18. War on Want Project No. 119/06
lie farming. The numesteaders wh vive 'off the landl.have generally en those with substantial assets. o ;rare combination of outstanding ve and superior education. To facilitate local food growing, ntacts are drawn up between wnmer and producer groups. For ,tance. with veeetables. the food .op meets to assess the total demand reach variety. The growers en meet to decide who i s to plant tat; where and in what order. Sin key to control is processing, iwers can, and do, join together th consumers in developing local )rage. processing and preservation ite%.They should not let marketing f a l l into the hands of managers and food company agents, who, by fixin ices, can put grower co-ops out of siness in the same way as they ha ed the fate of many individual. rs. Farmers' markets are seasonal, p i te an outlet for growers' excess odace, and supply consumers with ;sh food. Market days can also be *>o ,f F- ,*--eial events. UnfortunZtbly, it i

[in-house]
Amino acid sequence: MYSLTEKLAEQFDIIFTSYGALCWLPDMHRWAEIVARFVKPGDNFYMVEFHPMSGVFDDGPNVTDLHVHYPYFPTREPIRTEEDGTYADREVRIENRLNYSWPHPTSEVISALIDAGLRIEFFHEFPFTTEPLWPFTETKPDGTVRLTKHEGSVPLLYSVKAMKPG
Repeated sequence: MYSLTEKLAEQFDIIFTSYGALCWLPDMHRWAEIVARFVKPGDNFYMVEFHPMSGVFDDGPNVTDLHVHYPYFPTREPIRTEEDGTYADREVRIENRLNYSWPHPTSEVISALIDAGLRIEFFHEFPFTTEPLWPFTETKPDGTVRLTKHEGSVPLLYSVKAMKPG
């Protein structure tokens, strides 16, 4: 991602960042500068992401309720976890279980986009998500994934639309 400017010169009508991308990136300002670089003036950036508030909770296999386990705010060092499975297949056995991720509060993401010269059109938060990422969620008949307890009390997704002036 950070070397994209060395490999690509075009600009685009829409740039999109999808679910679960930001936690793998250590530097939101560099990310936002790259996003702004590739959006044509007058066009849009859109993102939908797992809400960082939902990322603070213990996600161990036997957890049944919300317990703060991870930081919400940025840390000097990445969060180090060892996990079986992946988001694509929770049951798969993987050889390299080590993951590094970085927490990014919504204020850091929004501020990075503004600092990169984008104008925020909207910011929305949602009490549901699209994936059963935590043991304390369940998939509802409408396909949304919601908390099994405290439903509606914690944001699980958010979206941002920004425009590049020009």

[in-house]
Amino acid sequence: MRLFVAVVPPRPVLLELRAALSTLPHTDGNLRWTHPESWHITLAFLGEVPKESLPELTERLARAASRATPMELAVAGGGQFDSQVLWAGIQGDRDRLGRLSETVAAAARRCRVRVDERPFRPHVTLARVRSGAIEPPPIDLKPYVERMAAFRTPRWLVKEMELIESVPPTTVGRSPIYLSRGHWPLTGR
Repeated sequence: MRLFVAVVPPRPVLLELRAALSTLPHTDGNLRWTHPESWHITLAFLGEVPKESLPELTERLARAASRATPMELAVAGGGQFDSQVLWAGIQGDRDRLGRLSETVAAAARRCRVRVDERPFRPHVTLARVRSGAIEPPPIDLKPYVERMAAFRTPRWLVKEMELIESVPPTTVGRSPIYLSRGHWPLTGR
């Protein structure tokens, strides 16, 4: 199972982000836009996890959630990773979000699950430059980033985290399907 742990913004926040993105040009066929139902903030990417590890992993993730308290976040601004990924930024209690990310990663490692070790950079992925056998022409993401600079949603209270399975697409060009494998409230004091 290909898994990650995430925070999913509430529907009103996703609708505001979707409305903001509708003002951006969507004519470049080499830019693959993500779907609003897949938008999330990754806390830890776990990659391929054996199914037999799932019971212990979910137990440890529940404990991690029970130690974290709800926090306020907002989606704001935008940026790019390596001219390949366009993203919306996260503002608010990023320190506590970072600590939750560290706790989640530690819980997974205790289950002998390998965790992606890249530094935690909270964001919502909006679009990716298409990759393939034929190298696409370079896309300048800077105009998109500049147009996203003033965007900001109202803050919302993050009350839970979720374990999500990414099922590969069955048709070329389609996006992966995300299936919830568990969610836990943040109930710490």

Who makes decisions?<*,
,' Community eardens in cities and wns, transform unused and often productive land into productive rdens, and often lead on to other mmunal activities, such as food nning (see below). Most of the lay t of plots, preparing the soil, orde ;of seed and supplying necessary i l s i s done by the garden co-ordin ie gardeners do the rest A small fee :barged to cover costs, but no applicants for plots are turned away because of inability to pay, or lack o f gardening skill. By 1975 there were roughly a'hundred community gardens, totalling almost 152 acres. Food canning centres fill an importint position in the LIFE, by providing an efficient and inexpensive means of preserving local produce and helping to replace the food processing companies. The first centre opened i n 1975 with all the necessary equipment for preparing antfheat processing fruit, vegetables,. meat and fish. This includedcider presses, electric juicers and pulpers, ' bean slicers, pea hullers, grain grinders, and food dryers. In return for using the equipment a small fee i s charged. People who used the centre at first had very little idea of how to use it, but, with the help of assistants, soon learnt, and '